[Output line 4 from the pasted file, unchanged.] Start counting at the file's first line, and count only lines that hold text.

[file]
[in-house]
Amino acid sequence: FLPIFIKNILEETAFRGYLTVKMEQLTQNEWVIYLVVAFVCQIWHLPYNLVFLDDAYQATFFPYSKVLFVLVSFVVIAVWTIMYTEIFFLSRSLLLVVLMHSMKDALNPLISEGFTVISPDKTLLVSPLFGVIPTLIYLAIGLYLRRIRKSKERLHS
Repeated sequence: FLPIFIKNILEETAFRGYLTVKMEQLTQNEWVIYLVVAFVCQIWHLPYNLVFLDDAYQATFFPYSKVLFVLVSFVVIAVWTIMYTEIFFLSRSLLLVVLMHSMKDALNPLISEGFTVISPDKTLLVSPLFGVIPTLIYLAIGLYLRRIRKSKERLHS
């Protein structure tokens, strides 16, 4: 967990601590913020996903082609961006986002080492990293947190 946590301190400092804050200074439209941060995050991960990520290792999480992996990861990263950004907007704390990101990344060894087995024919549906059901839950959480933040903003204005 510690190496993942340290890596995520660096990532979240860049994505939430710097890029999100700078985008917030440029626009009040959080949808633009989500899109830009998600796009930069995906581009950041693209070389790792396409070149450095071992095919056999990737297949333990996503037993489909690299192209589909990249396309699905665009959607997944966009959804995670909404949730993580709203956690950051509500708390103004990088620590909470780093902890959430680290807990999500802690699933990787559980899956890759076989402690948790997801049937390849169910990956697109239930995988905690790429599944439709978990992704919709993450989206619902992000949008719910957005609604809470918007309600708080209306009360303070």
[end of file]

């Protein structure tokens, strides 16, 4: 967990601590913020996903082609961006986002080492990293947190 946590301190400092804050200074439209941060995050991960990520290792999480992996990861990263950004907007704390990101990344060894087995024919549906059901839950959480933040903003204005 510690190496993942340290890596995520660096990532979240860049994505939430710097890029999100700078985008917030440029626009009040959080949808633009989500899109830009998600796009930069995906581009950041693209070389790792396409070149450095071992095919056999990737297949333990996503037993489909690299192209589909990249396309699905665009959607997944966009959804995670909404949730993580709203956690950051509500708390103004990088620590909470780093902890959430680290807990999500802690699933990787559980899956890759076989402690948790997801049937390849169910990956697109239930995988905690790429599944439709978990992704919709993450989206619902992000949008719910957005609604809470918007309600708080209306009360303070």